Music: Andrew Lloyd Webber. Lyrics: Charles Hart. Additional Lyrics: Richard Stilgoe. Book: Richard Stilgoe & Andrew Lloyd Webber. Based on the novel by Gaston Leroux. Opera Australia. Handa Opera on Sydney Harbour. Director Simon Phillips. March 25 – April 24, 2022.
Reviewed : 25 March, 2022 (Opening Night)
All afternoon weather warnings had interrupted every ‘Drive Time’ radio program. Heavy rain had pelted down in intermittent bursts. Storm clouds still hovered menacingly. Yet from 5.30 until 10.30pm not a drop of rain fell on Sydney Harbour for the opening night of this, the very first open-air performance of The Phantom of the Opera in 35 years.
Was it because composer Andrew Lloyd Webber himself was to be in the audience? Or was it the Phantom himself who cast a spell on the weather? And did his power last only for those few hours? Because ten minutes after the finale, the rain came! In big, heavy drops! The cast, the crew, director Simon Phillips, designer Gabriela Tylesova, the technicians – and the crane operators – must have breathed a collective sigh of relief as “slowly, gently night unfurled its splendour” on this spectacular production.
“Spectacular” is often used to describe these productions and rightly so. The stage is lifted by two cranes onto pylons to make it appear to be ‘floating’. Gabriela Tylesova’s imaginative set involved 150 builders and painters in its construction. A gold balutsraded staircase sweeps up across the wide stage (2.5 metres larger than any indoor stage in Australia) to the towering pillar of the Paris Opera theatre and the Phantom’s special box. The legendary chandelier, that is a replica of the original chandelier at Paris Opera Garnier, is strung with 80 light bulbs and is, of course, a feature of the production. So too is the gondola – or gondolas – in which Christine is ferried into the Parisian sewers beneath the Opera House. The ingenuity of how this is achieved is typical Phillips and Tylesova working in clever collaboration.
Tylesova’s costumes, too, are spectacular. Fastidiously based on the fashions of the 1880s, yet in breath-takingly beautiful contemporary colours and fabrics, they glimmer under the myriad lighting effects designed by Nick Schlieper. For the Masquerade, she lets “the spectacle surround” the stage with a kaleidoscope of colourful, sparkling characters, none more fun than the Monsieur Firmin and Monsieur André as shiny, hairy bears.
Joshua Robson as the Phantom sparkles too, in long, velvety coats braided in gold and silver, with buttons that glitter and glossy masks, one in vivid red, and another, more sinister, that shimmers as if burnished in mercury. Robson wears this finery with a panache as potent as his powerful voice and the controlling fear it infuses under the hovering night sky. His Phantom embodies the inner turmoil and loneliness of the man – and his need for acceptance and the compassion he finally gets from Christine.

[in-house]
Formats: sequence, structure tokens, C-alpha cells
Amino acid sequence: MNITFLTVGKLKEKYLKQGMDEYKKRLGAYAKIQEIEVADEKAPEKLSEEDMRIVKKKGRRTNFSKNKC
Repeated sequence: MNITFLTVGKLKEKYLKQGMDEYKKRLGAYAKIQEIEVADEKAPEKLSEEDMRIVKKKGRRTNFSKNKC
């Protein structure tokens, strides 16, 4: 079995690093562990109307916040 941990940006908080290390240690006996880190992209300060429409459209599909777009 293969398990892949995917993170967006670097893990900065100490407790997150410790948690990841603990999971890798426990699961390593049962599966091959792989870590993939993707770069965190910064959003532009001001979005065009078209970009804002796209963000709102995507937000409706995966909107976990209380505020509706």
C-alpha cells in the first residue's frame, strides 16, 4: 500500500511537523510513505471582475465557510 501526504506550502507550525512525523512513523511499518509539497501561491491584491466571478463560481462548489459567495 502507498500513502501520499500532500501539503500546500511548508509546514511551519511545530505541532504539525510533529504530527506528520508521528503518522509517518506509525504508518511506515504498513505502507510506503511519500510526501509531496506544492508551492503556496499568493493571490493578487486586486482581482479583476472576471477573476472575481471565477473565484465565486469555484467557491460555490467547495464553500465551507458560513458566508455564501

Georgina Hopson plays Christine with a naivety that allows her character to vacillate between the fear instilled by the Phantom and her love for Raoul. There is no such vacillation in the power of her voice or the emotions that fill her words. Her sweet innocence rings out as clearly as her fear – and eventually her understanding empathy of the Phantom’s plight.
Callum Francis is her loving protector, Raoul. Francis steps into this role with confident poise, giving his character the self-assuredness that counterpoints the heaviness of his rival in both action and voice, especially when all three sing together.
The diva, Carlotta Giudicelli, is played by Naomi Johns who obviously delights in the various vocal and emotional demands of this role. She moves with ease from operatic soprano in a rehearsal of Hannibal, to temperamental prima donna, to an object of ridicule by the Phantom – and she does so with fine voice and equally fine comedic timing.
Paul Tabone is Ubaldo Piangi, her Hannibal. He too has a fine voice and excellent comic timing. Together they make the ‘operatic couple’ a continuing feature of the production – as do Michael Cormick and Martin Crewes as Messieurs Firmin and André. Both bring a wealth of stage experience and vocal prowess to the production.
Maree Johnson and Kelsi Boyden contrast as the ballet mistress, Madame Giry and her ballerina daughter Meg – the former strict but kind, the latter impulsive and sympathetic.
Together with an ensemble of 36 singers and dancers (choreographed by Simone Sault), they re-tell Lloyd-Webber, Richard Stilgoe and Charles Hart’s interpretation of Gaston Leroux’s 1910 novel in the music and words that have entertained the world. They do so with the support of an orchestra of 27 musicians hidden beneath the stage in a specially built orchestra studio, from which conductor Guy Simpson connects with the singers via ‘in-ear monitors’ as well as television monitors. Sound designer Shelly Lee complements the music with creative effects made possible by the plein air setting.
It takes a crew of 45 to ‘manage’ a production as big, complicated, and weather dependent, as this. Imagine the safety precautions needed for the metres of electrical wiring. Imagine the intricate manoeuvring of the crane from which the chandelier is suspended. Even keeping the stage dry must be a mammoth task in the “unprecedented” weather Sydney has experienced of late.
The creative team have realised Simon Phillip’s concept of encouraging people “to imagine a point of reference beyond their own … and empathise with a life dramatically different – one that might change an otherwise promising, even brilliant human being into a damaged psychopath”. A life that Joshua Robson epitomes as his Phantom’s power, under Phillip’s direction, “is there inside our minds”.